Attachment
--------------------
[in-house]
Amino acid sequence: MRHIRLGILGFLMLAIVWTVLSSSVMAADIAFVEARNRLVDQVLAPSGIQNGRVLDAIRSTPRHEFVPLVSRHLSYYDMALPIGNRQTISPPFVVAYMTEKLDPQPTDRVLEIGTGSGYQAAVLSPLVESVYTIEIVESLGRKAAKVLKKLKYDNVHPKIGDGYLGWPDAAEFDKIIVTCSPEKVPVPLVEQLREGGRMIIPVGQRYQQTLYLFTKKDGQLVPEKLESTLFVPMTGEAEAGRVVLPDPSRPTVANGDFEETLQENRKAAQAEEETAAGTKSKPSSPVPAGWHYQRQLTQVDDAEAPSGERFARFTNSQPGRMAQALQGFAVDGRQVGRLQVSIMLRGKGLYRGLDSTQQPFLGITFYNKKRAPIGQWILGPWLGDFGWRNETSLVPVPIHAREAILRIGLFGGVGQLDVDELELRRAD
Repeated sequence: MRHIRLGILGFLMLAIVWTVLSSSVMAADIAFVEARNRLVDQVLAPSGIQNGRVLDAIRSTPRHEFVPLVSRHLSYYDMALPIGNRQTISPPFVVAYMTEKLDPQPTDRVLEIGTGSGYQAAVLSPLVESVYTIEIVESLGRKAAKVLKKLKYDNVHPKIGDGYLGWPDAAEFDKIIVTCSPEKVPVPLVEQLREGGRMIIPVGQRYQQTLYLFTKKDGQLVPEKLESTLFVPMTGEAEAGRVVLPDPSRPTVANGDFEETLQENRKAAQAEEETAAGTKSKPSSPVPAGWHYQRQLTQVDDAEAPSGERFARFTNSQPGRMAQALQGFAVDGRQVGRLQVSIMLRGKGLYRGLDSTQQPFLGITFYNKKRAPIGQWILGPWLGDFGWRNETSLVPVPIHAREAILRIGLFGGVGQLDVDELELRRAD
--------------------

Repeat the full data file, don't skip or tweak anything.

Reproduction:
[in-house]
Amino acid sequence: MRHIRLGILGFLMLAIVWTVLSSSVMAADIAFVEARNRLVDQVLAPSGIQNGRVLDAIRSTPRHEFVPLVSRHLSYYDMALPIGNRQTISPPFVVAYMTEKLDPQPTDRVLEIGTGSGYQAAVLSPLVESVYTIEIVESLGRKAAKVLKKLKYDNVHPKIGDGYLGWPDAAEFDKIIVTCSPEKVPVPLVEQLREGGRMIIPVGQRYQQTLYLFTKKDGQLVPEKLESTLFVPMTGEAEAGRVVLPDPSRPTVANGDFEETLQENRKAAQAEEETAAGTKSKPSSPVPAGWHYQRQLTQVDDAEAPSGERFARFTNSQPGRMAQALQGFAVDGRQVGRLQVSIMLRGKGLYRGLDSTQQPFLGITFYNKKRAPIGQWILGPWLGDFGWRNETSLVPVPIHAREAILRIGLFGGVGQLDVDELELRRAD
Repeated sequence: MRHIRLGILGFLMLAIVWTVLSSSVMAADIAFVEARNRLVDQVLAPSGIQNGRVLDAIRSTPRHEFVPLVSRHLSYYDMALPIGNRQTISPPFVVAYMTEKLDPQPTDRVLEIGTGSGYQAAVLSPLVESVYTIEIVESLGRKAAKVLKKLKYDNVHPKIGDGYLGWPDAAEFDKIIVTCSPEKVPVPLVEQLREGGRMIIPVGQRYQQTLYLFTKKDGQLVPEKLESTLFVPMTGEAEAGRVVLPDPSRPTVANGDFEETLQENRKAAQAEEETAAGTKSKPSSPVPAGWHYQRQLTQVDDAEAPSGERFARFTNSQPGRMAQALQGFAVDGRQVGRLQVSIMLRGKGLYRGLDSTQQPFLGITFYNKKRAPIGQWILGPWLGDFGWRNETSLVPVPIHAREAILRIGLFGGVGQLDVDELELRRAD